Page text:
Mega-Lifts Aims To Take 500,000 Cars off Mountain Road

It appears that a huge lift project talked about for decades now has finance secured and will finally be built, with a 2025 opening date given.

The ‘Funiflaine’ lift which envisages a lift up from the valley floor to the Flaine ski resort has been talked about for about as long as the nearly 60 years the resort has existed. In the early 2000s a serious study in to the realities of such a lift was commissioned and the project was revisited around 2009, but the project has never got off the ground primarily because it fell short of a perceived cost/benefit ratio …up to now.

Now though, climate change concerns seem to be behind the project finally getting the green light, and funding, despite its expected cost almost tripling from the figure quoted a decade ago.

The latest reports indicate the Haute-Savoie region has signed an agreement with local resorts to build the lift up from Magland (halfway between Cluses and Sallanches) up to Flaine.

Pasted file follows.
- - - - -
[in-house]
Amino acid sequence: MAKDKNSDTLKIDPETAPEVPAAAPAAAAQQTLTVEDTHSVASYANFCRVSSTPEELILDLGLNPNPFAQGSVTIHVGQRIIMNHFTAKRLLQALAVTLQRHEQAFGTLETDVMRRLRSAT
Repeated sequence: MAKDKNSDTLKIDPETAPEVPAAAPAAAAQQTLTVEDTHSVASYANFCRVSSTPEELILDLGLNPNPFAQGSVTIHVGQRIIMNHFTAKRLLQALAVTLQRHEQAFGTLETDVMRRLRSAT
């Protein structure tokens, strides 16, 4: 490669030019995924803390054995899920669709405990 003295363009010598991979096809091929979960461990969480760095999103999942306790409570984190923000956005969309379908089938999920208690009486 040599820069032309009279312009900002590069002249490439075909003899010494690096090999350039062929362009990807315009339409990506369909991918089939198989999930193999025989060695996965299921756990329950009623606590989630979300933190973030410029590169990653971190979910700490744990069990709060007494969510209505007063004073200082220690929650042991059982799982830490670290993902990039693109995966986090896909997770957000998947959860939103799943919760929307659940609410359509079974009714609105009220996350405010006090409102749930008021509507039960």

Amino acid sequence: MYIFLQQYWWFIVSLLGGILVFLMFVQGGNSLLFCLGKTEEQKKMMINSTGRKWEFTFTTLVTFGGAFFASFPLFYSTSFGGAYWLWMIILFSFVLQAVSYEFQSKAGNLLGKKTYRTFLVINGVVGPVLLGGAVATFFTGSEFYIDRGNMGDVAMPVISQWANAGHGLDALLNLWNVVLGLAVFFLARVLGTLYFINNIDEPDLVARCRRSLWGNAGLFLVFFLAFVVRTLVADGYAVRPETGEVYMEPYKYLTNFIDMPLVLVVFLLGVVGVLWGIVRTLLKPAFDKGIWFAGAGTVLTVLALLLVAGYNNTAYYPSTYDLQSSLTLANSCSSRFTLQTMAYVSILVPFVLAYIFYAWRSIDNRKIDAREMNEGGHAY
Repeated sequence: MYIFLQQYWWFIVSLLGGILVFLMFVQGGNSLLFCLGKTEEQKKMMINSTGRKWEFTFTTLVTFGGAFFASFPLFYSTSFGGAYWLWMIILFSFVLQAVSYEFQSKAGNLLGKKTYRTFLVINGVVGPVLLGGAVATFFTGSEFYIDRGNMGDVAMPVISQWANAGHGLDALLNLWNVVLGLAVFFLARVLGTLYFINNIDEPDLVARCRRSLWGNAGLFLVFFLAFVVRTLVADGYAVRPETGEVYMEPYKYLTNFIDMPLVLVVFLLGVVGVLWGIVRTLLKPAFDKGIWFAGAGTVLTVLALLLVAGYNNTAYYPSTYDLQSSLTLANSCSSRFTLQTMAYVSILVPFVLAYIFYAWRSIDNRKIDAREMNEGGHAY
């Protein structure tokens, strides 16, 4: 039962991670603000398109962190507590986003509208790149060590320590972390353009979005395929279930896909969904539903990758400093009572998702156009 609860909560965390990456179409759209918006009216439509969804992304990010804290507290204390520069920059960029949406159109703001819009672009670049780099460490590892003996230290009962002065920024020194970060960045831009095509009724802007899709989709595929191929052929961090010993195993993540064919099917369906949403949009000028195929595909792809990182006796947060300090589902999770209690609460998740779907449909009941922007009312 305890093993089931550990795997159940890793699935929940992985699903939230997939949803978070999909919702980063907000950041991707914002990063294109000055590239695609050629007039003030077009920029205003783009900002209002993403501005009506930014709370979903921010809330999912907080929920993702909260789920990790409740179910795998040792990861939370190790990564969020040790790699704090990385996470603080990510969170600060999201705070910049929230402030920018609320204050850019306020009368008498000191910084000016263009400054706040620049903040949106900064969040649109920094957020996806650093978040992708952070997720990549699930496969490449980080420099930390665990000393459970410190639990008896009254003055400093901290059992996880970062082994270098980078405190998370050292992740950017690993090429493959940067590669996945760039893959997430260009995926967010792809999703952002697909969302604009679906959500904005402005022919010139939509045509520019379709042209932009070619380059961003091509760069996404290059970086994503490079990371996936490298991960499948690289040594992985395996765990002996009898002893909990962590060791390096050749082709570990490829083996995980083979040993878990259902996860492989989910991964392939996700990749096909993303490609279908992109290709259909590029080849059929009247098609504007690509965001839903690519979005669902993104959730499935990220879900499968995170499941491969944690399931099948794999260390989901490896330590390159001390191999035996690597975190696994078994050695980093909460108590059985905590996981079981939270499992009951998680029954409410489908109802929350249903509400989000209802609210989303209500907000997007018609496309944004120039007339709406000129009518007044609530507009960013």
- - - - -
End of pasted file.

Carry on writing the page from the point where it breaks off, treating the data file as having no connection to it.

The POMA built lift will ascend 1,360 vertical metres over it 5.5km (3.5 mile) length in just 19 minutes. Only six support towers will be required for the lift to minimise impact.  The 68 cabins will each have a capacity of 35 people giving a remarkable capacity of 5000 people per hour.

The big win though it expected to be traffic volumes which damage the environment and cause peak time congestion on the mountain road up to Flaine. The lift’s backers say it will reduce vehicle traffic by half-a-million per annum and thus save 10 tonnes of CO2 from being emitted each year.

When the lift was last talked about a little over a decade ago a price tag of €35 million was mooted and the question asked, who would pay?  In 2021 that cost has risen to €89 million, making it one of the most expensive projects in mountain transport construction yet, but the question of who pays has been answered. €47 million contributed will come from regional government, €5 million from the local communes, €4 million from the State and the remaining €33 million from private finance.

It is not yet clear if there will be a direct rail link to the base of the lift.

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